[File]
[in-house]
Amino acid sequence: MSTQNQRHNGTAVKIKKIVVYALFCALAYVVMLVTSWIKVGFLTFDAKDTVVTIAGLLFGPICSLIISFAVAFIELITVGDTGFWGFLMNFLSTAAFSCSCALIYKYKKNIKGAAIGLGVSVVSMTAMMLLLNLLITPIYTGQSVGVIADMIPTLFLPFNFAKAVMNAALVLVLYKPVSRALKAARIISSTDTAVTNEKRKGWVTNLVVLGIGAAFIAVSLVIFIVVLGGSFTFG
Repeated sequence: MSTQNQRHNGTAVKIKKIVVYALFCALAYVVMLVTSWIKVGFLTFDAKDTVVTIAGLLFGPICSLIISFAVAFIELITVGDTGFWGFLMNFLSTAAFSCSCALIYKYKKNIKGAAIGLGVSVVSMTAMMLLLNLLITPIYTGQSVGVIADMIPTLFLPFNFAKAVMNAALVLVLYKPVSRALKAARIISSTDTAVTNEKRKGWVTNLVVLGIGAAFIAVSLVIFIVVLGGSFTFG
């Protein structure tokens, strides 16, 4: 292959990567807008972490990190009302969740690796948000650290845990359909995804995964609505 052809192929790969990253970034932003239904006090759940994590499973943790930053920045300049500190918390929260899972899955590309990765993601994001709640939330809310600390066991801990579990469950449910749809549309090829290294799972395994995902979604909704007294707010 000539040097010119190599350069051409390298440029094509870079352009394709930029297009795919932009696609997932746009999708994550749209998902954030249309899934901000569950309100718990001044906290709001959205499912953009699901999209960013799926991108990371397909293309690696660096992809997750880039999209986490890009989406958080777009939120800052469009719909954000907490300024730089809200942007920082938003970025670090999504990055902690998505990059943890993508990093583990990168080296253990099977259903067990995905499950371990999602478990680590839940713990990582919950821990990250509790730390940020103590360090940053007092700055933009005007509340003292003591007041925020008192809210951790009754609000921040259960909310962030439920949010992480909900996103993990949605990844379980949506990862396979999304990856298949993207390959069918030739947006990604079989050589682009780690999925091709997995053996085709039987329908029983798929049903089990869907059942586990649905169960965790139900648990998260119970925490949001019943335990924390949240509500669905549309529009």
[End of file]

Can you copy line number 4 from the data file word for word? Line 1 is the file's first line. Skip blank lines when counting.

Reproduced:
């Protein structure tokens, strides 16, 4: 292959990567807008972490990190009302969740690796948000650290845990359909995804995964609505 052809192929790969990253970034932003239904006090759940994590499973943790930053920045300049500190918390929260899972899955590309990765993601994001709640939330809310600390066991801990579990469950449910749809549309090829290294799972395994995902979604909704007294707010 000539040097010119190599350069051409390298440029094509870079352009394709930029297009795919932009696609997932746009999708994550749209998902954030249309899934901000569950309100718990001044906290709001959205499912953009699901999209960013799926991108990371397909293309690696660096992809997750880039999209986490890009989406958080777009939120800052469009719909954000907490300024730089809200942007920082938003970025670090999504990055902690998505990059943890993508990093583990990168080296253990099977259903067990995905499950371990999602478990680590839940713990990582919950821990990250509790730390940020103590360090940053007092700055933009005007509340003292003591007041925020008192809210951790009754609000921040259960909310962030439920949010992480909900996103993990949605990844379980949506990862396979999304990856298949993207390959069918030739947006990604079989050589682009780690999925091709997995053996085709039987329908029983798929049903089990869907059942586990649905169960965790139900648990998260119970925490949001019943335990924390949240509500669905549309529009």